“The lasting effects of mental distractions pose a hidden and pervasive danger that would likely come as a surprise to most drivers,” said Peter Kissinger, president and CEO of AAA’s Foundation for Traffic Safety. “Motorists could miss stop signs, pedestrians and other vehicles while the mind is readjusting to the task of driving.”

Posted by & filed under Uncategorized.

Thousands have died in car crashes involving cell phone use. New technology allows us to make phone calls, dictate texts or emails and update social media while driving – all actions that are proven to increase crash risk. The National Safety Council observes April as Distracted Driving Awareness Month to draw attention to this epidemic. NSC wants empower you to put safety first and Take Back Your Drive.

Posted by & filed under Uncategorized.

New York state legislators are considering a bill that would use roadside technology to help determine whether drivers involved in auto accidents had unlawfully been texting behind the wheel, Ars Technica reported.

The device, dubbed the “textalyzer,” is being developed by Cellebrite, an Israeli firm said that reportedly worked with the FBI to unlock an iPhone belonging to an assailant in December’s shooting in San Bernardino, Calif. The bill would require drivers involved in accidents to submit their phones for testing to check whether they were texting at the time of the crash.

New York passed a law in 2001 prohibiting the use of mobile phones while driving, and in 2009 the law was expanded to include all portable electronic devices. The bill claims that although New York law enforcement authorities have established “text stops” along all major highways where drivers can pull over to use their phones, car crashes are up 14 percent this year and fatalities are up 8 percent, “suggesting that the problem has not only gotten worse, but it is still greatly misunderstood.”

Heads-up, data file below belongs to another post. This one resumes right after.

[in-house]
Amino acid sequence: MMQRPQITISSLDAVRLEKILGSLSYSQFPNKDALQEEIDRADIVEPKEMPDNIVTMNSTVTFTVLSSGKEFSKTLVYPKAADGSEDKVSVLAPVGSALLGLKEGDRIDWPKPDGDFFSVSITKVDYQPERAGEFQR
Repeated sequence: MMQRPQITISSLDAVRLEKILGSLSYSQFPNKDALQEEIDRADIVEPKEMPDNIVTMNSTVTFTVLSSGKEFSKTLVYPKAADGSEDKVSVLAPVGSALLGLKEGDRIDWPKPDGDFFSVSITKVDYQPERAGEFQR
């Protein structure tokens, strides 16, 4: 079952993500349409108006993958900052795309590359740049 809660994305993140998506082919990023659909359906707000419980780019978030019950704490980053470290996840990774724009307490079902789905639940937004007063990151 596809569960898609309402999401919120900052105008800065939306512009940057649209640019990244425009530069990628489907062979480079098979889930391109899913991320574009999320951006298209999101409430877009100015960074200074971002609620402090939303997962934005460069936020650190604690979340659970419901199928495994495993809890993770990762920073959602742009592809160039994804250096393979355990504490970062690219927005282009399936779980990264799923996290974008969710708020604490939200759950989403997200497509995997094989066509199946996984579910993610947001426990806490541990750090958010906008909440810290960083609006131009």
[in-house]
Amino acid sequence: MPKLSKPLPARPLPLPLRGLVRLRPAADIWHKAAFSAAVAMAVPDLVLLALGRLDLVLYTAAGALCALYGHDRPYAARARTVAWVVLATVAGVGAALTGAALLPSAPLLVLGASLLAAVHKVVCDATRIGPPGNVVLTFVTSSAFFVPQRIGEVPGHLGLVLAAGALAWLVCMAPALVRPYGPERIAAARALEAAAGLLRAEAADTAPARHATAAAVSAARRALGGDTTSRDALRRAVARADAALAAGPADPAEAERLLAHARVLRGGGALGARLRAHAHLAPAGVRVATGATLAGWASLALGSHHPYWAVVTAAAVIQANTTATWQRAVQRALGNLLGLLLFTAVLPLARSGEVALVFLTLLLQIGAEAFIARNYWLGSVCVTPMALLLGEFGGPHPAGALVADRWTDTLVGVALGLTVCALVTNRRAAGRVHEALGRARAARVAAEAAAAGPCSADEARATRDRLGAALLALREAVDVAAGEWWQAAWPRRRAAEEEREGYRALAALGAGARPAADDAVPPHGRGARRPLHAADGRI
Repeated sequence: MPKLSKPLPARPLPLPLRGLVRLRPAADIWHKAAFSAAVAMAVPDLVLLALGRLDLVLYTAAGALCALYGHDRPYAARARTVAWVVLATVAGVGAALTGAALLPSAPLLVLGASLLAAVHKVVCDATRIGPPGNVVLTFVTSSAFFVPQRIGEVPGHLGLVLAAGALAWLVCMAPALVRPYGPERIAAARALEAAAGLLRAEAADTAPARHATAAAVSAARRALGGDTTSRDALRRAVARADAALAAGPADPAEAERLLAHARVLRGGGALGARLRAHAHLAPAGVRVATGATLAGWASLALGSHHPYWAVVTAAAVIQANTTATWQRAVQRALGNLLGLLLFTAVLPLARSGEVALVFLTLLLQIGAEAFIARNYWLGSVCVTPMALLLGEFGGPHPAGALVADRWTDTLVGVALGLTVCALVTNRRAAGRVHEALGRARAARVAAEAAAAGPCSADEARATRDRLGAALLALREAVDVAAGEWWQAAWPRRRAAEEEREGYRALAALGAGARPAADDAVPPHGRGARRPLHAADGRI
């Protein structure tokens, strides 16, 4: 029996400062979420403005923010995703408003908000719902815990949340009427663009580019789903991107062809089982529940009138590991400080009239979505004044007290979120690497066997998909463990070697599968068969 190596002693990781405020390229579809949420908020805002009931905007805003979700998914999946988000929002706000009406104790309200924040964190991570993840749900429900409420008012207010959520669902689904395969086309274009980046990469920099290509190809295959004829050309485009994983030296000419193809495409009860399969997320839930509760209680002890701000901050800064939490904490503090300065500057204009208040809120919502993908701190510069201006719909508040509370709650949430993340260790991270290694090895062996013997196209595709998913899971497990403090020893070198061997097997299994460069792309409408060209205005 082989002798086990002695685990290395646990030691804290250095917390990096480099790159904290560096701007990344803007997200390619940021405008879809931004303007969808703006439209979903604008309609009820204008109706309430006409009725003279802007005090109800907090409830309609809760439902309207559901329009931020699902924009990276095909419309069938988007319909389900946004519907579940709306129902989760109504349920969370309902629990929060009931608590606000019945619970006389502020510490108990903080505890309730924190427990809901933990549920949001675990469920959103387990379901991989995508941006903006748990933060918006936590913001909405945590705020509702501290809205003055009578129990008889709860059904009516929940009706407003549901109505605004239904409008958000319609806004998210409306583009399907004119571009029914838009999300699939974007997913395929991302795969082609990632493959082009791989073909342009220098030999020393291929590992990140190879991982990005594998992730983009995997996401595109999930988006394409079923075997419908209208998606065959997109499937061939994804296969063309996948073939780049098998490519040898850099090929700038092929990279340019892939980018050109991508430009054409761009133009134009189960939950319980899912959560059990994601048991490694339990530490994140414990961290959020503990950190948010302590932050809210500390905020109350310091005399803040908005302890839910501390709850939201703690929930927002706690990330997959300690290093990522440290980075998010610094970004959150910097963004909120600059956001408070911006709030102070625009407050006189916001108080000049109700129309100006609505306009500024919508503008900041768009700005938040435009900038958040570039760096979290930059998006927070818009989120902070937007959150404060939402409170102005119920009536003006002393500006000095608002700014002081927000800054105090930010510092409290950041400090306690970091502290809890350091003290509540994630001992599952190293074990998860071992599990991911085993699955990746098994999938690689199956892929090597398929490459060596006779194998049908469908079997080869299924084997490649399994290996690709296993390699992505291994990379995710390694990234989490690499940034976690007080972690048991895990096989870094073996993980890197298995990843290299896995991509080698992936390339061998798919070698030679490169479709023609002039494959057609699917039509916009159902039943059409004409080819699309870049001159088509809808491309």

And officers struggle to enforce no-texting laws in part because it’s often impossible to determine whether a driver was using the phone at the time of an accident, the legislation continues.

Ars Technica reported that the textalyzer reportedly maintains the privacy of phone content such as conversations, contacts and app data in an effort to protect the driver’s Fourth Amendment right to privacy. A warrant could be required for further analysis to determine whether a driver was using a hands-free system.

The New York bill underscores the ever-increasing concerns around privacy and security surrounding the use of mobile phones, which generates a staggering amount of data. The recent standoff between Apple and the U.S. Department of Justice was an extremely high-profile example, but it’s far from the only one.